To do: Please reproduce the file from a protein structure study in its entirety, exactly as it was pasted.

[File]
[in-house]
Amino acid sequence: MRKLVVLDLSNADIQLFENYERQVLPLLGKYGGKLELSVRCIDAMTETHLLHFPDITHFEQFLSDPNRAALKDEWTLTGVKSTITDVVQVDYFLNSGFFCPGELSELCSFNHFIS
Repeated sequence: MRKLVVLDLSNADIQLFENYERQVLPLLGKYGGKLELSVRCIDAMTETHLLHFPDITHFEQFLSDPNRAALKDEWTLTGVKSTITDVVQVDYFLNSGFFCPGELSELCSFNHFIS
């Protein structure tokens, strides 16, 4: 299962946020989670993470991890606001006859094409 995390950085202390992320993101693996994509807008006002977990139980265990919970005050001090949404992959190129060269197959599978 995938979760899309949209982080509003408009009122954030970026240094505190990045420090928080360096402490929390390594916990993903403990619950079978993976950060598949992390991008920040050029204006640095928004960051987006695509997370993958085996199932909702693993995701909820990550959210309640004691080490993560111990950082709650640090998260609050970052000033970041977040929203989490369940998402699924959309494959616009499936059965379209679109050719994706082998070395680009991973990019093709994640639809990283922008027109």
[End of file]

[in-house]
Amino acid sequence: MRKLVVLDLSNADIQLFENYERQVLPLLGKYGGKLELSVRCIDAMTETHLLHFPDITHFEQFLSDPNRAALKDEWTLTGVKSTITDVVQVDYFLNSGFFCPGELSELCSFNHFIS
Repeated sequence: MRKLVVLDLSNADIQLFENYERQVLPLLGKYGGKLELSVRCIDAMTETHLLHFPDITHFEQFLSDPNRAALKDEWTLTGVKSTITDVVQVDYFLNSGFFCPGELSELCSFNHFIS
């Protein structure tokens, strides 16, 4: 299962946020989670993470991890606001006859094409 995390950085202390992320993101693996994509807008006002977990139980265990919970005050001090949404992959190129060269197959599978 995938979760899309949209982080509003408009009122954030970026240094505190990045420090928080360096402490929390390594916990993903403990619950079978993976950060598949992390991008920040050029204006640095928004960051987006695509997370993958085996199932909702693993995701909820990550959210309640004691080490993560111990950082709650640090998260609050970052000033970041977040929203989490369940998402699924959309494959616009499936059965379209679109050719994706082998070395680009991973990019093709994640639809990283922008027109």